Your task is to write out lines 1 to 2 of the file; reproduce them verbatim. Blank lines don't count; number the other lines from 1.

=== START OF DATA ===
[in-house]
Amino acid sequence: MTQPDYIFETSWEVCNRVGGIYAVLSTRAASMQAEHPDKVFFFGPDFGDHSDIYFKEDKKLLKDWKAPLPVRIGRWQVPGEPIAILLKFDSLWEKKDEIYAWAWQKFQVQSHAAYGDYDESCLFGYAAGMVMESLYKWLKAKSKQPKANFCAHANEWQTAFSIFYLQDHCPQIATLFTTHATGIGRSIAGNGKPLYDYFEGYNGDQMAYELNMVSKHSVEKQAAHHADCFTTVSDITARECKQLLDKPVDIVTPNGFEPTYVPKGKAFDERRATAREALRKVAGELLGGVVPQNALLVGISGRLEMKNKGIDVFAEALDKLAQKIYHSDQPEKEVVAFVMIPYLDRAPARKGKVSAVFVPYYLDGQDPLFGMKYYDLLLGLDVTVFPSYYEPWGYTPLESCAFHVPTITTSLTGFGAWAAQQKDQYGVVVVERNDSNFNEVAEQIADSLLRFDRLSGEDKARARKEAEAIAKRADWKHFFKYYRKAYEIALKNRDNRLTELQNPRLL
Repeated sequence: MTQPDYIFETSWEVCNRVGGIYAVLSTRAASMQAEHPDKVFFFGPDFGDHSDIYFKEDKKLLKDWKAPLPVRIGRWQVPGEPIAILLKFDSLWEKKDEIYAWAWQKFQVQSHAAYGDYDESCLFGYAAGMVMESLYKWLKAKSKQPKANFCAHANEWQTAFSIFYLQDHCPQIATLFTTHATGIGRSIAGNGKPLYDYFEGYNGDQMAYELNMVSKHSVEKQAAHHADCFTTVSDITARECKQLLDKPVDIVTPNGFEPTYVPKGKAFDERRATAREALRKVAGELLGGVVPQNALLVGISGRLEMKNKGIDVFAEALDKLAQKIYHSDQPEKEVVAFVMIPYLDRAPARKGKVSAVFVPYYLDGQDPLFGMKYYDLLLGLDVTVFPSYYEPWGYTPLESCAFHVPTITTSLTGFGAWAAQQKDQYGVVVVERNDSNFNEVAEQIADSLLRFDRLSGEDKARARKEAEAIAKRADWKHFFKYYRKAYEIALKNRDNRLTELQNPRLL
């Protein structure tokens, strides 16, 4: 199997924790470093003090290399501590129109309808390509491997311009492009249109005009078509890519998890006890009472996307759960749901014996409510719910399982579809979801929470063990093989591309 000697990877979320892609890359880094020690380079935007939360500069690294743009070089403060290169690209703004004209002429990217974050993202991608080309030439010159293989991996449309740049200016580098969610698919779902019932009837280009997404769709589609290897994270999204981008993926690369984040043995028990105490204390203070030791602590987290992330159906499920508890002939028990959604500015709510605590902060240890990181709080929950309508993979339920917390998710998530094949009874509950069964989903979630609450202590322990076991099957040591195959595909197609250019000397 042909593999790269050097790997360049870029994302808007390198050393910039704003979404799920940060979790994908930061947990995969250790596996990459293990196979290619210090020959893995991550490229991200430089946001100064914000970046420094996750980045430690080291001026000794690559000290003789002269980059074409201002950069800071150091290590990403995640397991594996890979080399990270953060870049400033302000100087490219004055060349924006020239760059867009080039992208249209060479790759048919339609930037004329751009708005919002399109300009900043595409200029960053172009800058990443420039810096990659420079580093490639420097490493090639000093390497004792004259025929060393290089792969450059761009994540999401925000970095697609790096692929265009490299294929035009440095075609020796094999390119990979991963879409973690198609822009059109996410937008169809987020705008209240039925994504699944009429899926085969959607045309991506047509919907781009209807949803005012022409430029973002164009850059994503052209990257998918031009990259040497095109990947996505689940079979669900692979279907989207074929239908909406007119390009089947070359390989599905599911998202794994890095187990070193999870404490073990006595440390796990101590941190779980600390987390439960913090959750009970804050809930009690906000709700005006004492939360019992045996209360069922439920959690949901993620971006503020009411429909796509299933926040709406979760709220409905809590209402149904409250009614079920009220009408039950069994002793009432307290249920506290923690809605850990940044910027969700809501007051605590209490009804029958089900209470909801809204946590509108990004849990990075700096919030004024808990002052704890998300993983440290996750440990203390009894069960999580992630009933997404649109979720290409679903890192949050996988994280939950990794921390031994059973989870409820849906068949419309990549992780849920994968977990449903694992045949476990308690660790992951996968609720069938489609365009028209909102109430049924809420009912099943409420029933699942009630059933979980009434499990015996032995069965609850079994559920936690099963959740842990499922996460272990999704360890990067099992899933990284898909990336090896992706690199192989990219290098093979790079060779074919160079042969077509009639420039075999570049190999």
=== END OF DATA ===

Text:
[in-house]
Amino acid sequence: MTQPDYIFETSWEVCNRVGGIYAVLSTRAASMQAEHPDKVFFFGPDFGDHSDIYFKEDKKLLKDWKAPLPVRIGRWQVPGEPIAILLKFDSLWEKKDEIYAWAWQKFQVQSHAAYGDYDESCLFGYAAGMVMESLYKWLKAKSKQPKANFCAHANEWQTAFSIFYLQDHCPQIATLFTTHATGIGRSIAGNGKPLYDYFEGYNGDQMAYELNMVSKHSVEKQAAHHADCFTTVSDITARECKQLLDKPVDIVTPNGFEPTYVPKGKAFDERRATAREALRKVAGELLGGVVPQNALLVGISGRLEMKNKGIDVFAEALDKLAQKIYHSDQPEKEVVAFVMIPYLDRAPARKGKVSAVFVPYYLDGQDPLFGMKYYDLLLGLDVTVFPSYYEPWGYTPLESCAFHVPTITTSLTGFGAWAAQQKDQYGVVVVERNDSNFNEVAEQIADSLLRFDRLSGEDKARARKEAEAIAKRADWKHFFKYYRKAYEIALKNRDNRLTELQNPRLL